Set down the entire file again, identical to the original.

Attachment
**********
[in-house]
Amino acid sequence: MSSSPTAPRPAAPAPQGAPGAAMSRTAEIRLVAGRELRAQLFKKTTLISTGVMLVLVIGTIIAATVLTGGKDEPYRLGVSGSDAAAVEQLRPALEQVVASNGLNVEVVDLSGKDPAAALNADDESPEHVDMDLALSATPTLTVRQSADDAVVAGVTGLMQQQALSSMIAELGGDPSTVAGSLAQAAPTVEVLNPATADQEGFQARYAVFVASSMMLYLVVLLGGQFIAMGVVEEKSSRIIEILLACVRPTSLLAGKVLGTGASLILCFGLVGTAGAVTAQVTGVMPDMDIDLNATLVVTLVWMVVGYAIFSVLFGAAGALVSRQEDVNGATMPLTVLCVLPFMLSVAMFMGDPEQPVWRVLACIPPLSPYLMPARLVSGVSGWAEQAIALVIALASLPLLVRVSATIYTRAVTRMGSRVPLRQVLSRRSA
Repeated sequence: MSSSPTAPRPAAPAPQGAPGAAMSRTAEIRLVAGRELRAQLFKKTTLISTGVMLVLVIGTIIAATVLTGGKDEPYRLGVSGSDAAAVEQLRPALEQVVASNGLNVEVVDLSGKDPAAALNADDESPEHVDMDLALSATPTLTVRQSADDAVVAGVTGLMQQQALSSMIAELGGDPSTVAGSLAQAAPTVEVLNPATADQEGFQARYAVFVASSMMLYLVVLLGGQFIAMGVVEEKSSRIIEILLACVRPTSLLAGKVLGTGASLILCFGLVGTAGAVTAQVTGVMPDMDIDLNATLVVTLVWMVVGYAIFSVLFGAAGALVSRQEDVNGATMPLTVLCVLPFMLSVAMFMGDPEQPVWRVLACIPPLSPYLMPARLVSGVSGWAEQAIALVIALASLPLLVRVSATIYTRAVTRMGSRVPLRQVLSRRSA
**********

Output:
[in-house]
Amino acid sequence: MSSSPTAPRPAAPAPQGAPGAAMSRTAEIRLVAGRELRAQLFKKTTLISTGVMLVLVIGTIIAATVLTGGKDEPYRLGVSGSDAAAVEQLRPALEQVVASNGLNVEVVDLSGKDPAAALNADDESPEHVDMDLALSATPTLTVRQSADDAVVAGVTGLMQQQALSSMIAELGGDPSTVAGSLAQAAPTVEVLNPATADQEGFQARYAVFVASSMMLYLVVLLGGQFIAMGVVEEKSSRIIEILLACVRPTSLLAGKVLGTGASLILCFGLVGTAGAVTAQVTGVMPDMDIDLNATLVVTLVWMVVGYAIFSVLFGAAGALVSRQEDVNGATMPLTVLCVLPFMLSVAMFMGDPEQPVWRVLACIPPLSPYLMPARLVSGVSGWAEQAIALVIALASLPLLVRVSATIYTRAVTRMGSRVPLRQVLSRRSA
Repeated sequence: MSSSPTAPRPAAPAPQGAPGAAMSRTAEIRLVAGRELRAQLFKKTTLISTGVMLVLVIGTIIAATVLTGGKDEPYRLGVSGSDAAAVEQLRPALEQVVASNGLNVEVVDLSGKDPAAALNADDESPEHVDMDLALSATPTLTVRQSADDAVVAGVTGLMQQQALSSMIAELGGDPSTVAGSLAQAAPTVEVLNPATADQEGFQARYAVFVASSMMLYLVVLLGGQFIAMGVVEEKSSRIIEILLACVRPTSLLAGKVLGTGASLILCFGLVGTAGAVTAQVTGVMPDMDIDLNATLVVTLVWMVVGYAIFSVLFGAAGALVSRQEDVNGATMPLTVLCVLPFMLSVAMFMGDPEQPVWRVLACIPPLSPYLMPARLVSGVSGWAEQAIALVIALASLPLLVRVSATIYTRAVTRMGSRVPLRQVLSRRSA